There are many ways to accidentally harm someone. Most of us would have more sympathy for a doctor who negligently fails to diagnose cancer than for a motorist who negligently runs a red light and causes an accident. From a legal point of view, however, both of these parties are equally responsible for the harm they caused, and both are liable to pay full compensation.
Not all adverse medical outcomes amount to medical malpractice, of course. New York guards against the possibility of meritless lawsuits by requiring your attorney to file a Certificate of Merit to maintain the lawsuit. This means that your attorney must consult with a licensed physician and decide that a “reasonable basis” exists for the lawsuit.
Common Reasons for Failure to Diagnose
“Failure to diagnose” cancer refers to two distinct scenarios:
- The doctor made no diagnosis of your condition whatsoever
- The doctor diagnosed your condition as something other than cancer.
Either way, the doctor failed to diagnose your cancer. Since at least one expert has concluded that medical diagnoses are wrong about 15 to 20 percent of the time, your chances of falling victim to a negligent failure to diagnose cancer are far from remote. Following are some of the most common reasons why health care providers fail to diagnose cancer:
- Failure to take an adequate medical history of you and your family;
- Failure to order appropriate diagnostic tests;
- Misinterpretation of test results;
- Failure to communicate (failure to transfer test results to the appropriate person, for example)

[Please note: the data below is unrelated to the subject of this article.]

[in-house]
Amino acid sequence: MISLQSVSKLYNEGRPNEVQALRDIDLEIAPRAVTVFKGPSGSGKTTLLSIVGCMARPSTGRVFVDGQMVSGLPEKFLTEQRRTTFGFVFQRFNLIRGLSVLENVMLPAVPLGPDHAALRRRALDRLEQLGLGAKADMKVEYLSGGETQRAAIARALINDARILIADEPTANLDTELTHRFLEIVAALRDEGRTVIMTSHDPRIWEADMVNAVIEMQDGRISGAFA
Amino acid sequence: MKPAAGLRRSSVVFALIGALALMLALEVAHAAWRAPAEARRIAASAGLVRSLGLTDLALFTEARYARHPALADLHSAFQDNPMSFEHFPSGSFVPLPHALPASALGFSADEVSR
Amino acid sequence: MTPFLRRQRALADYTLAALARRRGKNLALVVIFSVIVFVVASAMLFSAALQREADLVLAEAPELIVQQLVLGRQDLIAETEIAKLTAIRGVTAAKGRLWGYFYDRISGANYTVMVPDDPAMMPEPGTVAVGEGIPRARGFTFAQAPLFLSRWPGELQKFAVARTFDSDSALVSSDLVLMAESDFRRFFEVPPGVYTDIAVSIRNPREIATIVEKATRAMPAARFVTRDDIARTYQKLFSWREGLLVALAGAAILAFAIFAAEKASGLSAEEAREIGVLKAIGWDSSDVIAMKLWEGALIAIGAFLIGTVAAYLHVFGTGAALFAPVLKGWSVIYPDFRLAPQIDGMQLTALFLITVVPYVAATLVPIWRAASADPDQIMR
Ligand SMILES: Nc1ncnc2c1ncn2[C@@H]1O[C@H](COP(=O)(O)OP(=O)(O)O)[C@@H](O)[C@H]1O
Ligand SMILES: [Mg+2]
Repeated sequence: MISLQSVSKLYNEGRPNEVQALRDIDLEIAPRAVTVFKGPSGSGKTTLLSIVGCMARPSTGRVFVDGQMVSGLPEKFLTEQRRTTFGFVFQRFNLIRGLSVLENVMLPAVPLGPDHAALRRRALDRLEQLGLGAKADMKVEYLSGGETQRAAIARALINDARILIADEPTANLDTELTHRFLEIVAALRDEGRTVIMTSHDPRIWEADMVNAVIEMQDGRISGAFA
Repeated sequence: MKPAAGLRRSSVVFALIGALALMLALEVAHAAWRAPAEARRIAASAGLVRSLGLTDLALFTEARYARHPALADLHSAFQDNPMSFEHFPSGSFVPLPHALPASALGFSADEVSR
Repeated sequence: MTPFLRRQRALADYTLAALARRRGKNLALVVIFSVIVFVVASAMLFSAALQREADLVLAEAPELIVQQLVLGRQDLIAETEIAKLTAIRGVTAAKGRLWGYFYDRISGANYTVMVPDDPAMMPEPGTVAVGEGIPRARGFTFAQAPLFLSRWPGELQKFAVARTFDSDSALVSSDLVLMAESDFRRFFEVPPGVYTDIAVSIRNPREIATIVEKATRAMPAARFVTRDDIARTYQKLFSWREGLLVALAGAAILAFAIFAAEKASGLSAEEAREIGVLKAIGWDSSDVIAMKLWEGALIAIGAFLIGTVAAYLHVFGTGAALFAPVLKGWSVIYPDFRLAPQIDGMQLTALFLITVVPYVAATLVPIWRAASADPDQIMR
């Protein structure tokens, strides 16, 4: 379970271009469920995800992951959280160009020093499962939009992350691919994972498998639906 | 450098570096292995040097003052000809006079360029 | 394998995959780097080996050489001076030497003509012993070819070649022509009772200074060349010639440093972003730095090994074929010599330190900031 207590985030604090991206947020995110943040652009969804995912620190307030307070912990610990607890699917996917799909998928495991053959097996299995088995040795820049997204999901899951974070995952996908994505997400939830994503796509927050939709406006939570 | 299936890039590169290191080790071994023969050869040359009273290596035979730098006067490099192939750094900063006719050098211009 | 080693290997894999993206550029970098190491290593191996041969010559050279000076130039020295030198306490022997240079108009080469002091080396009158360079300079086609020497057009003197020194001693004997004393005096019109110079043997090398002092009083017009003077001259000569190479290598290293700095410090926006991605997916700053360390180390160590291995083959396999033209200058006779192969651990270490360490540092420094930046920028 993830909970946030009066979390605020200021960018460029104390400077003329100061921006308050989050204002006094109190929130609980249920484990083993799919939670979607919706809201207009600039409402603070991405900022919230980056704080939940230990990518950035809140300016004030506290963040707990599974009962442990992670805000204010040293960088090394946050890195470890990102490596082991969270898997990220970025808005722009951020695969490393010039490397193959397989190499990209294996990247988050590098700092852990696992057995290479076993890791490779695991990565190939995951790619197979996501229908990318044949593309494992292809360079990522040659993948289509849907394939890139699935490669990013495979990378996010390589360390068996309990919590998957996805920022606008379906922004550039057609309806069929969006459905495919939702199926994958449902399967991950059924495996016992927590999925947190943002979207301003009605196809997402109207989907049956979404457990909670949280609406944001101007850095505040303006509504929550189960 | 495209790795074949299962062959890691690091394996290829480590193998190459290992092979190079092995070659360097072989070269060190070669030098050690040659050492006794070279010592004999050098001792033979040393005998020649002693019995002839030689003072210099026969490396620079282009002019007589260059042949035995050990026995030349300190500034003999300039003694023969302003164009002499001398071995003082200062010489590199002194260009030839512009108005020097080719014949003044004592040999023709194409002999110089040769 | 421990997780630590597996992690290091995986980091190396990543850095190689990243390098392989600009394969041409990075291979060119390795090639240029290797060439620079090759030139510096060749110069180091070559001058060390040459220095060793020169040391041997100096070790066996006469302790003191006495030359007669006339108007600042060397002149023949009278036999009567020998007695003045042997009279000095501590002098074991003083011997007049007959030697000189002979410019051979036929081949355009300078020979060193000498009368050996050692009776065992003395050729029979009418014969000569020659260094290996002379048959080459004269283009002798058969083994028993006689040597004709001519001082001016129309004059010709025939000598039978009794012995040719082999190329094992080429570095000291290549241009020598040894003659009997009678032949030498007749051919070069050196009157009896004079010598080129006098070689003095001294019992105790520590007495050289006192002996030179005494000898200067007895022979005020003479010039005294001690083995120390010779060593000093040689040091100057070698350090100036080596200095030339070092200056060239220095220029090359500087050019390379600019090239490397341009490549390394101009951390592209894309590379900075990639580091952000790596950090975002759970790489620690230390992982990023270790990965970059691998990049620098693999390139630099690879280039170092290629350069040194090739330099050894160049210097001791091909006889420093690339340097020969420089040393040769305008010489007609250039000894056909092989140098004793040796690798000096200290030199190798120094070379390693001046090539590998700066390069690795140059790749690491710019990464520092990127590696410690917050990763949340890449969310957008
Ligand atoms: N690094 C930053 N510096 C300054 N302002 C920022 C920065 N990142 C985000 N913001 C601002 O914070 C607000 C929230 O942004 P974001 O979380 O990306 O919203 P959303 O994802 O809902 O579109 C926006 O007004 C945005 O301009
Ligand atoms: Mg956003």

The Differential Diagnosis List
When a doctor examines your condition, he will create a “differential diagnosis list” in which he lists possible conditions that could be responsible for your symptoms, in descending order of their likelihood. For example:
- Crohn’s disease
- Colon cancer
The doctor will then attempt to rule out various possible conditions using means such as biopsies, etc. Malpractice may occur, for example, if your actual condition is not on the differential diagnosis list at all, or if it was on the list but the doctor failed to take steps rule out your actual condition. The ultimate standard is what a “reasonably prudent doctor” would have done under the same circumstances.
What is a “Reasonably Prudent” Doctor?
The “reasonably prudent doctor” is a fictional character. The reasonably prudent doctor is not the best doctor, and he is not even the average doctor (otherwise about half of all doctors would commit malpractice on a daily basis). Instead, the “reasonably prudent doctor” is a doctor who meets the minimum standard necessary to avoid committing malpractice.
This standard, although “minimum”, is a high standard. By a process of elimination, there has to be a “worst doctor” out there somewhere — it is a mathematical inevitability, Nevertheless, even the worst doctor should still be competent enough to inspire confidence. Whether a “reasonably prudent doctor” would have diagnosed your cancer is typically determined by expert testimony.
Proving Your Case in Court (or at the Settlement Table)